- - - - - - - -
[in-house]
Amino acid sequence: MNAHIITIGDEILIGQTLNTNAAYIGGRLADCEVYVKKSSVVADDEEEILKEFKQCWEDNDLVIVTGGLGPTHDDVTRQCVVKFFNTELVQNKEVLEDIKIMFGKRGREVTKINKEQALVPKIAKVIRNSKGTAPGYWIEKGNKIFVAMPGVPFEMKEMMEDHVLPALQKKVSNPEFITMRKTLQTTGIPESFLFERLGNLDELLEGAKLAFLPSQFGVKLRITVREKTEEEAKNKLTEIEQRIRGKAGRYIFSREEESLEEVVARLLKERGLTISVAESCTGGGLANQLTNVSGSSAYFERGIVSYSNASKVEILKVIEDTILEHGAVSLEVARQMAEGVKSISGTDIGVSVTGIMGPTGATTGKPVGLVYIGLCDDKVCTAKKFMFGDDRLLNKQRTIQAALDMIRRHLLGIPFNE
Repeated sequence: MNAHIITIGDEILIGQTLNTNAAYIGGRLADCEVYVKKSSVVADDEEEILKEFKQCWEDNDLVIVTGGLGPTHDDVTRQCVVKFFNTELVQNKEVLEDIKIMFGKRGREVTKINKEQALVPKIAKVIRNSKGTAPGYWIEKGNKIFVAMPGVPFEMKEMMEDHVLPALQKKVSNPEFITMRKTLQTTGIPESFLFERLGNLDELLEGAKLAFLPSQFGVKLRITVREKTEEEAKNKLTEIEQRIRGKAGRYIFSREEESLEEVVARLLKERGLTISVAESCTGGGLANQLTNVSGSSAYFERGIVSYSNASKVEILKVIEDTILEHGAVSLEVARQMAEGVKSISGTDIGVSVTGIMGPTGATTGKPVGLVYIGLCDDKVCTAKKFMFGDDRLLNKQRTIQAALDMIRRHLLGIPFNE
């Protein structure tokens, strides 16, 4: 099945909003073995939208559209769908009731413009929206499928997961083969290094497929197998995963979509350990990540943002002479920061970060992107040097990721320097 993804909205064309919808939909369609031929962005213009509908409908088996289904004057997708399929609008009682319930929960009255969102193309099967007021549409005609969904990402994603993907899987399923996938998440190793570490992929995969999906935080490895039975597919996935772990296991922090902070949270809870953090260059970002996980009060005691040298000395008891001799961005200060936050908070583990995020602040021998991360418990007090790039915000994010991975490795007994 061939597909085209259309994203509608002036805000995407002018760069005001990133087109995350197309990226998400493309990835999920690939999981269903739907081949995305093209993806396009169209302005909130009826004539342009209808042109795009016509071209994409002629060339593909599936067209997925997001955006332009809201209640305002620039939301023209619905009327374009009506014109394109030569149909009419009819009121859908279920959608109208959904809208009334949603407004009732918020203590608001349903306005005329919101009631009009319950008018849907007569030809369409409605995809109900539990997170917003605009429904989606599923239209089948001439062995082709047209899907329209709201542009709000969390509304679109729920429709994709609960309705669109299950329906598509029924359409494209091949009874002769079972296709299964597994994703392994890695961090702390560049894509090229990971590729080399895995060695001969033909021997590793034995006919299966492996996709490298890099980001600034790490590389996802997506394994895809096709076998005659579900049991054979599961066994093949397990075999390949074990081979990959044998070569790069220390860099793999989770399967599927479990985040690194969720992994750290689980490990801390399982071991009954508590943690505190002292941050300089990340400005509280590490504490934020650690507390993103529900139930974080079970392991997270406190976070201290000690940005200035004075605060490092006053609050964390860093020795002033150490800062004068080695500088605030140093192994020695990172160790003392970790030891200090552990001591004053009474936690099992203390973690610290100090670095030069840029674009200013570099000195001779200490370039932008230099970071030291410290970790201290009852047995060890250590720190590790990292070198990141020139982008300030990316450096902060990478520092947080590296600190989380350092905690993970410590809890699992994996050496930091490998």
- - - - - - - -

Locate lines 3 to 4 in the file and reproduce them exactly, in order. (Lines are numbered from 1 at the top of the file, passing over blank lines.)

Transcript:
Repeated sequence: MNAHIITIGDEILIGQTLNTNAAYIGGRLADCEVYVKKSSVVADDEEEILKEFKQCWEDNDLVIVTGGLGPTHDDVTRQCVVKFFNTELVQNKEVLEDIKIMFGKRGREVTKINKEQALVPKIAKVIRNSKGTAPGYWIEKGNKIFVAMPGVPFEMKEMMEDHVLPALQKKVSNPEFITMRKTLQTTGIPESFLFERLGNLDELLEGAKLAFLPSQFGVKLRITVREKTEEEAKNKLTEIEQRIRGKAGRYIFSREEESLEEVVARLLKERGLTISVAESCTGGGLANQLTNVSGSSAYFERGIVSYSNASKVEILKVIEDTILEHGAVSLEVARQMAEGVKSISGTDIGVSVTGIMGPTGATTGKPVGLVYIGLCDDKVCTAKKFMFGDDRLLNKQRTIQAALDMIRRHLLGIPFNE
């Protein structure tokens, strides 16, 4: 099945909003073995939208559209769908009731413009929206499928997961083969290094497929197998995963979509350990990540943002002479920061970060992107040097990721320097 993804909205064309919808939909369609031929962005213009509908409908088996289904004057997708399929609008009682319930929960009255969102193309099967007021549409005609969904990402994603993907899987399923996938998440190793570490992929995969999906935080490895039975597919996935772990296991922090902070949270809870953090260059970002996980009060005691040298000395008891001799961005200060936050908070583990995020602040021998991360418990007090790039915000994010991975490795007994 061939597909085209259309994203509608002036805000995407002018760069005001990133087109995350197309990226998400493309990835999920690939999981269903739907081949995305093209993806396009169209302005909130009826004539342009209808042109795009016509071209994409002629060339593909599936067209997925997001955006332009809201209640305002620039939301023209619905009327374009009506014109394109030569149909009419009819009121859908279920959608109208959904809208009334949603407004009732918020203590608001349903306005005329919101009631009009319950008018849907007569030809369409409605995809109900539990997170917003605009429904989606599923239209089948001439062995082709047209899907329209709201542009709000969390509304679109729920429709994709609960309705669109299950329906598509029924359409494209091949009874002769079972296709299964597994994703392994890695961090702390560049894509090229990971590729080399895995060695001969033909021997590793034995006919299966492996996709490298890099980001600034790490590389996802997506394994895809096709076998005659579900049991054979599961066994093949397990075999390949074990081979990959044998070569790069220390860099793999989770399967599927479990985040690194969720992994750290689980490990801390399982071991009954508590943690505190002292941050300089990340400005509280590490504490934020650690507390993103529900139930974080079970392991997270406190976070201290000690940005200035004075605060490092006053609050964390860093020795002033150490800062004068080695500088605030140093192994020695990172160790003392970790030891200090552990001591004053009474936690099992203390973690610290100090670095030069840029674009200013570099000195001779200490370039932008230099970071030291410290970790201290009852047995060890250590720190590790990292070198990141020139982008300030990316450096902060990478520092947080590296600190989380350092905690993970410590809890699992994996050496930091490998």